How much is 2 milligrams per centimeter squared?
Sunscreen is tested at 2 mg/cm2, an amount that is incredibly divorced from the typical consumer. Most people use much less than this amount and subsequently get much lower protection. If you use half of this amount, you will receive substantially less than half of its protection.
Makeup Alley has a fabulous chart that helps outline the amount of protection you actually get from your sunscreen if you skimp on the application:
|labeled SPF (at 2 mg/cm2)||
SPF at 1.5 mg/cm2
SPF at 1 mg/cm2
This raises an important and relevant question: how much sunscreen, in real terms, do you actually need to get the recommended SPF? To investigate, I used some paper, some math, and a kitchen scale.
|My non-fancy scale.|
FutureDerm has kindly addressed part of this question already. On their blog, the calculated the amount of sunscreen needed to cover your face. They determined that covering your face would require about 0.04oz of product. Although this is very helpful, it doesn’t tell the entire story. In the summer, most of us find ourselves showing a lot of skin.
|This is how much sunscreen you need for your face alone.|
To calculate how much sunscreen I actually need, I first needed to figure out the surface area of my body. Since I very rarely find myself frolicking naked, I did this while wearing a bikini. I took strips of paper and taped them all over myself. It certainly wasn’t perfect, but it gave me a good approximation. The skin I had left showing was about 1.508 meters squared (although there is certainly some fuzziness around that number).
If you don’t have a patient boyfriend to help you tape paper to your butt, there is an alternative method worth considering– body surface area is commonly used to calculate chemotherapy drug doses, so some “rules of thumb” have emerged. One is the DuBois and DuBois Body Surface Area Formula. It’s hardly perfect, especially for individuals who are not within the “normal” BMI range, but it may be close enough for your purposes. According to the formula, BSA=[weight (kg) x height (cm)/3600](1/2). I plugged in my numbers and found a BSA of 1.467 meters squared. This is almost certainly an underestimation, as my original calculations excluded areas that were already covered, such as my scalp, my boobs, and my butt, however it’s definitely in the same ballpark as my experimental data.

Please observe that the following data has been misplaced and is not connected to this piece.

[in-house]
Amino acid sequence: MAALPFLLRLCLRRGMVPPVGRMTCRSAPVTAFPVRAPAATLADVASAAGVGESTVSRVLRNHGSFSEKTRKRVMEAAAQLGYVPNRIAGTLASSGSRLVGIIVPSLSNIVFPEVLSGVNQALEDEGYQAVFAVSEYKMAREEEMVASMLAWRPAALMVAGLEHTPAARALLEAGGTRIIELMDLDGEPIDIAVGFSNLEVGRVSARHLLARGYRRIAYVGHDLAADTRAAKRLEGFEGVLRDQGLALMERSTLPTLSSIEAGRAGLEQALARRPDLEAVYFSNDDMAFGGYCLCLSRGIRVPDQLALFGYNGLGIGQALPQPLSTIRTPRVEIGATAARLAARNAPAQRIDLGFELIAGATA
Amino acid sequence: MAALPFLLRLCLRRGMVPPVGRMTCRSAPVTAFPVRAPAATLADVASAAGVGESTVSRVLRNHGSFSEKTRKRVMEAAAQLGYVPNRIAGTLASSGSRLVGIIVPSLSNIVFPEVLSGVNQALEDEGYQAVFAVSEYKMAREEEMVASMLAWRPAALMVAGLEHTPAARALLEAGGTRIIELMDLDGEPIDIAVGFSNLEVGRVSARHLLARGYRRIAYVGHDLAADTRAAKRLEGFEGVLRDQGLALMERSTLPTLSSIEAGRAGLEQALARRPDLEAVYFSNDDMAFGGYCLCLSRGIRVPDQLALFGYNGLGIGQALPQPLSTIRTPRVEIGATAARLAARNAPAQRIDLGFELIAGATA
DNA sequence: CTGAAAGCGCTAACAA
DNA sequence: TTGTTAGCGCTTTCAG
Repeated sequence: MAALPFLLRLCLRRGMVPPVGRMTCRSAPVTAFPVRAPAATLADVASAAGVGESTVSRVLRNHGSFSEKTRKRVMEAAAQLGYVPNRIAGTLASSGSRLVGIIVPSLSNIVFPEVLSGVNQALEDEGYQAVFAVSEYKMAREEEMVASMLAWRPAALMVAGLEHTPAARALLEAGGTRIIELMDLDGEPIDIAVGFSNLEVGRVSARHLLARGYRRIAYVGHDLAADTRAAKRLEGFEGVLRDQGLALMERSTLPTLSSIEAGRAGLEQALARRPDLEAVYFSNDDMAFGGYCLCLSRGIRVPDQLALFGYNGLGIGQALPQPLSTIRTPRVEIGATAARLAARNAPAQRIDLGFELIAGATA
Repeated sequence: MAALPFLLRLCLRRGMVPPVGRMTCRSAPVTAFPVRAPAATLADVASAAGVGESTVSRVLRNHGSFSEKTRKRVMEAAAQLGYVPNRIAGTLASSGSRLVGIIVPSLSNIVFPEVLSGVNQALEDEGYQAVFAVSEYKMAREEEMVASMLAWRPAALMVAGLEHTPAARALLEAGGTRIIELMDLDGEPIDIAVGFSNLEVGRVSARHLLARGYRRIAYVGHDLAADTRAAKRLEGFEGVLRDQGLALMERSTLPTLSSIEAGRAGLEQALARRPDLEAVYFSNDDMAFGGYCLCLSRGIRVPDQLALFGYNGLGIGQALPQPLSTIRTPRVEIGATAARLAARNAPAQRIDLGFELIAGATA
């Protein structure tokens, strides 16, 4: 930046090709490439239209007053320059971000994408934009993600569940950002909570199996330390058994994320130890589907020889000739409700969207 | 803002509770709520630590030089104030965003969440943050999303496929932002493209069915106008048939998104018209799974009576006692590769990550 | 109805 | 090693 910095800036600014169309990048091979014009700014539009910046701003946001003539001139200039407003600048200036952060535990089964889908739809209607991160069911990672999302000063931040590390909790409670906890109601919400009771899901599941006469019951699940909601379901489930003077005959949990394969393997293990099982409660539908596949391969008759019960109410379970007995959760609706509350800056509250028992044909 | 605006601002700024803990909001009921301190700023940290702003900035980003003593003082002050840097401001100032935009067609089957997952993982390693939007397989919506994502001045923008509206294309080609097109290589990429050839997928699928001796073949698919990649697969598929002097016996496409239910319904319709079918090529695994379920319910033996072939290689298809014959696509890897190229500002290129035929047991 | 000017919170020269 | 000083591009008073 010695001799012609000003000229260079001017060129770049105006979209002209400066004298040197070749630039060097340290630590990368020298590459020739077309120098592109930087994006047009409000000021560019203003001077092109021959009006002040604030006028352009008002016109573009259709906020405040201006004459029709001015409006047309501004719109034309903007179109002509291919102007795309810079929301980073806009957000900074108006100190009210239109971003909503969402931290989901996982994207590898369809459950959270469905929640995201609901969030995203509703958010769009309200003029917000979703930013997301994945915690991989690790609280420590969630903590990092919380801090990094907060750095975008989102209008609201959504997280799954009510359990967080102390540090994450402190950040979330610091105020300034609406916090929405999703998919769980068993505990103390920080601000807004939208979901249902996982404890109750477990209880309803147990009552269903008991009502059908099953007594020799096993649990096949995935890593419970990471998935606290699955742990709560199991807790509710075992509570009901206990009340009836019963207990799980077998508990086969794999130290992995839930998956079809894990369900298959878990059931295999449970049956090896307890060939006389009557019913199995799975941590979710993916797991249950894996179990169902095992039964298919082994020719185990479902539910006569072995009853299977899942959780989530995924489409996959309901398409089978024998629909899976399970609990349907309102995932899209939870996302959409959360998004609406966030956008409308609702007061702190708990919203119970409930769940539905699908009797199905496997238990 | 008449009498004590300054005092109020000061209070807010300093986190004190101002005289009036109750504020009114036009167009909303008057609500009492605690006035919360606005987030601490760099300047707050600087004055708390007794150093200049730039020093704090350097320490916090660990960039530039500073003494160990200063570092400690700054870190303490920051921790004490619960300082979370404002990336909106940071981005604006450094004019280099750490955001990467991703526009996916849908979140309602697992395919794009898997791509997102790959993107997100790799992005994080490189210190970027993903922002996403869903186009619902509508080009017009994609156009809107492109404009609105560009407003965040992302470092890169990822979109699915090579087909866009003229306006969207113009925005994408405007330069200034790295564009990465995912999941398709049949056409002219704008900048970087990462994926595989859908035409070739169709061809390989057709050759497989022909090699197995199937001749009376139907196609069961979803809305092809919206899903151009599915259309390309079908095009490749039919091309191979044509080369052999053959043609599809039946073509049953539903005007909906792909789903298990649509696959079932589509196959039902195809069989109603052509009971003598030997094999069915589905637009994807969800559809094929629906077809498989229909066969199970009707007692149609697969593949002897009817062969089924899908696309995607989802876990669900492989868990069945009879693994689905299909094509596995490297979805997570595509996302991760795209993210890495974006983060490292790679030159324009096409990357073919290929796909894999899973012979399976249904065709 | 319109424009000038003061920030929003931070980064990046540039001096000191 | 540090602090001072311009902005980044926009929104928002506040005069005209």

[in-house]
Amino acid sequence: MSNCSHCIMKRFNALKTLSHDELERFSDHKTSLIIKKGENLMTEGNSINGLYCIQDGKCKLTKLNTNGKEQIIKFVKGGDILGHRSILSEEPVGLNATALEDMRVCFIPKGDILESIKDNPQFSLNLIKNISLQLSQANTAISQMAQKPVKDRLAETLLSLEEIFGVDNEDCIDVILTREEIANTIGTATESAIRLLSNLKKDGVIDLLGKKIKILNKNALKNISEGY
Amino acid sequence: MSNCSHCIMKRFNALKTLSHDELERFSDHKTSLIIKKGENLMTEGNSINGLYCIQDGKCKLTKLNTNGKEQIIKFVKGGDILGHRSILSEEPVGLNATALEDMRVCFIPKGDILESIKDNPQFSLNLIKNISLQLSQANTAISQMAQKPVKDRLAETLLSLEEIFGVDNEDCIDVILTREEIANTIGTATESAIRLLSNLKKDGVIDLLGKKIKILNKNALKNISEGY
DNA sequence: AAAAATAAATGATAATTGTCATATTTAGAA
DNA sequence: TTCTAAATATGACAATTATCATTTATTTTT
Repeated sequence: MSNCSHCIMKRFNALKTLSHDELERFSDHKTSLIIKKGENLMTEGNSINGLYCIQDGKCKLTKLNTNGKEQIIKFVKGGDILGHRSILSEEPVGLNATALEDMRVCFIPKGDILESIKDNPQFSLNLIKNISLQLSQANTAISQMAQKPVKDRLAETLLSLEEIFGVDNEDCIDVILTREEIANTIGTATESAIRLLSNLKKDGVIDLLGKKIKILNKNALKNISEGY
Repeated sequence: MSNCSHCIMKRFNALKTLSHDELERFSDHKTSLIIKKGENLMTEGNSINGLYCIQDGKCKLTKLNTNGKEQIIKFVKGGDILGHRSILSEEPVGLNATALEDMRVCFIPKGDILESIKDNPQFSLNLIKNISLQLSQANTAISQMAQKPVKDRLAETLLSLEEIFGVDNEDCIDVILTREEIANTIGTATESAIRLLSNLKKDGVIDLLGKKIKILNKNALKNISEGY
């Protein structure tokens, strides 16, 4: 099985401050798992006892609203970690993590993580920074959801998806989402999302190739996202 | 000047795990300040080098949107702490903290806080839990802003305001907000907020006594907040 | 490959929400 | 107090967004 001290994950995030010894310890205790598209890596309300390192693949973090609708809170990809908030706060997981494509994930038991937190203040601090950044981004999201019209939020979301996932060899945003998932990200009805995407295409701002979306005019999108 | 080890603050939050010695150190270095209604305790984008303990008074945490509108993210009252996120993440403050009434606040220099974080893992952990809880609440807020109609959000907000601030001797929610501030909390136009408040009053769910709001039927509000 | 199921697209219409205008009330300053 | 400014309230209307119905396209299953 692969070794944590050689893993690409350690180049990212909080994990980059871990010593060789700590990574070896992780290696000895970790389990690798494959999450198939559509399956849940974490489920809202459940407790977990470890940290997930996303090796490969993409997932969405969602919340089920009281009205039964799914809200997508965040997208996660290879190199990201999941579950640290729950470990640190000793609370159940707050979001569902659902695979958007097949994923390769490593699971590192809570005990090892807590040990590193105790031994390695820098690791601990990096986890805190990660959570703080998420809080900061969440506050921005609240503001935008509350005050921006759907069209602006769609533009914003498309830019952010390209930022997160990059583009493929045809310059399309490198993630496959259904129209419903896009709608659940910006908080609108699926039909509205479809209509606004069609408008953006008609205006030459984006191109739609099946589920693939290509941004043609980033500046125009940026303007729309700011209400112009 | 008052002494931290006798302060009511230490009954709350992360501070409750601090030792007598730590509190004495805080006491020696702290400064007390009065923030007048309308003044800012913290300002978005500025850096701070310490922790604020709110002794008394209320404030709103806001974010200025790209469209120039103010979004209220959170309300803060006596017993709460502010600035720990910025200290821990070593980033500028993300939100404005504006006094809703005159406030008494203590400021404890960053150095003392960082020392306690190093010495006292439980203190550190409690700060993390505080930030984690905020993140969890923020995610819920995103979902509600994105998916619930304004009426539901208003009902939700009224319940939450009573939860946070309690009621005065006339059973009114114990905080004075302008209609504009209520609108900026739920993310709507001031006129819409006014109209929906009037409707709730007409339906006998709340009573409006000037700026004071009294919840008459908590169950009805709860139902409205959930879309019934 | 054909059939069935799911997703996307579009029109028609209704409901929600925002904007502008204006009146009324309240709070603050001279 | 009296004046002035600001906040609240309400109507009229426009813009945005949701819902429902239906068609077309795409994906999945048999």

The next step, of course, is to calculate the amount of sunscreen needed per square meter. 1 centimeter squared is equivalent to 0.0001 meters squared. Thus, 2 mg/cm2 equates to 20,000 mg per square meter. 20,000mg is about 0.705oz. You can calculate how much sunscreen you need by multiplying 0.705oz by the number you get on the DuBois and DuBois BSA Formula, but I will go ahead and use my experimental data, since I have it.
By these calculations, I need 1.063oz of sunscreen to cover my bikini-clad body.
|I am not wearing enough sunscreen, you guys.|
HOLY SHIT THAT IS A LOT OF SUNSCREEN.
Anyways, I am pretty sure the moral of this story is never go outside. But if you do go outside, be sure to put on more sunscreen than you could possibly imagine that you might need.